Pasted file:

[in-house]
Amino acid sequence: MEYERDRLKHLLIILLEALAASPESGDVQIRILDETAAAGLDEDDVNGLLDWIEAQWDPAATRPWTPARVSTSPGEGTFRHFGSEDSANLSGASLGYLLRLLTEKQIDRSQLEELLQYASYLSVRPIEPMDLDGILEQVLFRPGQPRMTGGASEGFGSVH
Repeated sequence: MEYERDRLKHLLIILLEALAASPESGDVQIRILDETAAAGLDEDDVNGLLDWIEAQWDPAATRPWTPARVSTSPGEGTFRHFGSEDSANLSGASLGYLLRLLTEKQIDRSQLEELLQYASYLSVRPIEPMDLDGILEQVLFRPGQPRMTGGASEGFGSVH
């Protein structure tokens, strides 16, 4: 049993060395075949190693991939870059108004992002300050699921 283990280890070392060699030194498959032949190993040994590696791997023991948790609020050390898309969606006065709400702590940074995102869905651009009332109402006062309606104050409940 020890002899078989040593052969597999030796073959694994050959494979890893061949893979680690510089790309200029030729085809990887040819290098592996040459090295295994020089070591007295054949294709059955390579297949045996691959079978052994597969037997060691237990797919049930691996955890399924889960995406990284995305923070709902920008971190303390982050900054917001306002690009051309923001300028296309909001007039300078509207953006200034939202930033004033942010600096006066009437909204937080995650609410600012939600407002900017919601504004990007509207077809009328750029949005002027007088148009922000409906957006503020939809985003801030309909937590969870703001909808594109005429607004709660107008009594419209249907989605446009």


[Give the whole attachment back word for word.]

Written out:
[in-house]
Amino acid sequence: MEYERDRLKHLLIILLEALAASPESGDVQIRILDETAAAGLDEDDVNGLLDWIEAQWDPAATRPWTPARVSTSPGEGTFRHFGSEDSANLSGASLGYLLRLLTEKQIDRSQLEELLQYASYLSVRPIEPMDLDGILEQVLFRPGQPRMTGGASEGFGSVH
Repeated sequence: MEYERDRLKHLLIILLEALAASPESGDVQIRILDETAAAGLDEDDVNGLLDWIEAQWDPAATRPWTPARVSTSPGEGTFRHFGSEDSANLSGASLGYLLRLLTEKQIDRSQLEELLQYASYLSVRPIEPMDLDGILEQVLFRPGQPRMTGGASEGFGSVH
């Protein structure tokens, strides 16, 4: 049993060395075949190693991939870059108004992002300050699921 283990280890070392060699030194498959032949190993040994590696791997023991948790609020050390898309969606006065709400702590940074995102869905651009009332109402006062309606104050409940 020890002899078989040593052969597999030796073959694994050959494979890893061949893979680690510089790309200029030729085809990887040819290098592996040459090295295994020089070591007295054949294709059955390579297949045996691959079978052994597969037997060691237990797919049930691996955890399924889960995406990284995305923070709902920008971190303390982050900054917001306002690009051309923001300028296309909001007039300078509207953006200034939202930033004033942010600096006066009437909204937080995650609410600012939600407002900017919601504004990007509207077809009328750029949005002027007088148009922000409906957006503020939809985003801030309909937590969870703001909808594109005429607004709660107008009594419209249907989605446009």